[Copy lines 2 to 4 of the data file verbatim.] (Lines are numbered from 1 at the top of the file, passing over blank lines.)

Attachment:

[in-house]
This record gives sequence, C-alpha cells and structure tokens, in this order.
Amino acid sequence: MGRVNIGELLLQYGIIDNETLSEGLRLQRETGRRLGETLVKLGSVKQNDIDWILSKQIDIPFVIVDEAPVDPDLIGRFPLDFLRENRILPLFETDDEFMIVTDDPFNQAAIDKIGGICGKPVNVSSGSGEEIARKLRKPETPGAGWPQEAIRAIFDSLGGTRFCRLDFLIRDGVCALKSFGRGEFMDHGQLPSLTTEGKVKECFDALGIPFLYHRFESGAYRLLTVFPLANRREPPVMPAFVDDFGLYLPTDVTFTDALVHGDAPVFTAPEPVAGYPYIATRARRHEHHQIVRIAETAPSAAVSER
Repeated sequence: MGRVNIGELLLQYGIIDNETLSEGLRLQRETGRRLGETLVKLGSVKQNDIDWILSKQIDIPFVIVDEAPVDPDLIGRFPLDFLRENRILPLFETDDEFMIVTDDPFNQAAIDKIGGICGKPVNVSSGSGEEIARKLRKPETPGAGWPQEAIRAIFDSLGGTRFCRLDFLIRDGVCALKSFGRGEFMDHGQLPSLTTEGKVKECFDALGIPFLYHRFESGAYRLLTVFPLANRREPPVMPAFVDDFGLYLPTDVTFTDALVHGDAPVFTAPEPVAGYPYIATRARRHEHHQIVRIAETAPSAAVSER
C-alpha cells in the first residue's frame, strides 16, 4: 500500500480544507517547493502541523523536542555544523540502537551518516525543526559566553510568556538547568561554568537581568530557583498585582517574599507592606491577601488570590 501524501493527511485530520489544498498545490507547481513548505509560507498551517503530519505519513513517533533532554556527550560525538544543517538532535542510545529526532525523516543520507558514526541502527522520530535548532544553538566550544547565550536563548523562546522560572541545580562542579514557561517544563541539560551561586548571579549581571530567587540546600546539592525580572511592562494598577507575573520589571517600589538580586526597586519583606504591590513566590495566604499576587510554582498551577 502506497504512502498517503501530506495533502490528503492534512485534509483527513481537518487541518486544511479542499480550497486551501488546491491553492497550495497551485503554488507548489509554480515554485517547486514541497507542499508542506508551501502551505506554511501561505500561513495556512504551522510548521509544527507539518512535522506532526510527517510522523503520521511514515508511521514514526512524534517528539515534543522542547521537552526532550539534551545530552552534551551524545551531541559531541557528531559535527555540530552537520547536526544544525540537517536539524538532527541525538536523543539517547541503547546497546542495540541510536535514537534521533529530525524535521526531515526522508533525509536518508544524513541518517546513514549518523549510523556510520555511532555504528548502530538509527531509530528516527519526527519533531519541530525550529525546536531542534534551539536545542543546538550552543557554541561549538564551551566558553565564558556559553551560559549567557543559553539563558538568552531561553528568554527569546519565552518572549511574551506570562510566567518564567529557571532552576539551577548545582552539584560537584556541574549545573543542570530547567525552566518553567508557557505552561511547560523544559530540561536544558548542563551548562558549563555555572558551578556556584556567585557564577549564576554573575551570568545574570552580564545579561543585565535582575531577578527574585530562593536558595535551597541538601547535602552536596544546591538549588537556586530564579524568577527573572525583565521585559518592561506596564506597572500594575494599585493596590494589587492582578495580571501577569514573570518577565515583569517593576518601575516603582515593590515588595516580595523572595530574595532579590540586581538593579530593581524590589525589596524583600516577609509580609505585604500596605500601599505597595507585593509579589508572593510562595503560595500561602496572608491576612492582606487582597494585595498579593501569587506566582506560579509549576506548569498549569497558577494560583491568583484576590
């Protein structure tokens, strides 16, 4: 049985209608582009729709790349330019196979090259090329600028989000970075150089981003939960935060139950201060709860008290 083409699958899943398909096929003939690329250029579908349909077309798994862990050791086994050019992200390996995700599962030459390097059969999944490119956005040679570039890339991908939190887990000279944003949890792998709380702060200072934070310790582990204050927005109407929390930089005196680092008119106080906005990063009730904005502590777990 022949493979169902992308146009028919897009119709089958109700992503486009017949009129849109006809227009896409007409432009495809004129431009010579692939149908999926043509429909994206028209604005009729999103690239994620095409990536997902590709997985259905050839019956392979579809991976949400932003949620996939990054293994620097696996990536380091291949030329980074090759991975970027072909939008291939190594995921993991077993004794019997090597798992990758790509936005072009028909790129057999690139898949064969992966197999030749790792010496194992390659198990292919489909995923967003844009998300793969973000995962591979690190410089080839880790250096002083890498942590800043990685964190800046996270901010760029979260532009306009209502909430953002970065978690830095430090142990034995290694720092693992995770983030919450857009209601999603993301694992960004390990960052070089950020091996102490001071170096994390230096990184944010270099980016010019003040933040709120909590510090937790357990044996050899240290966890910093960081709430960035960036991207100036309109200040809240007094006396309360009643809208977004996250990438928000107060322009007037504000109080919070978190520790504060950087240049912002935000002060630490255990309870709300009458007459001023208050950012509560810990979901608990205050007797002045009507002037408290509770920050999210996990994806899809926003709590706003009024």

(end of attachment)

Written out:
This record gives sequence, C-alpha cells and structure tokens, in this order.
Amino acid sequence: MGRVNIGELLLQYGIIDNETLSEGLRLQRETGRRLGETLVKLGSVKQNDIDWILSKQIDIPFVIVDEAPVDPDLIGRFPLDFLRENRILPLFETDDEFMIVTDDPFNQAAIDKIGGICGKPVNVSSGSGEEIARKLRKPETPGAGWPQEAIRAIFDSLGGTRFCRLDFLIRDGVCALKSFGRGEFMDHGQLPSLTTEGKVKECFDALGIPFLYHRFESGAYRLLTVFPLANRREPPVMPAFVDDFGLYLPTDVTFTDALVHGDAPVFTAPEPVAGYPYIATRARRHEHHQIVRIAETAPSAAVSER
Repeated sequence: MGRVNIGELLLQYGIIDNETLSEGLRLQRETGRRLGETLVKLGSVKQNDIDWILSKQIDIPFVIVDEAPVDPDLIGRFPLDFLRENRILPLFETDDEFMIVTDDPFNQAAIDKIGGICGKPVNVSSGSGEEIARKLRKPETPGAGWPQEAIRAIFDSLGGTRFCRLDFLIRDGVCALKSFGRGEFMDHGQLPSLTTEGKVKECFDALGIPFLYHRFESGAYRLLTVFPLANRREPPVMPAFVDDFGLYLPTDVTFTDALVHGDAPVFTAPEPVAGYPYIATRARRHEHHQIVRIAETAPSAAVSER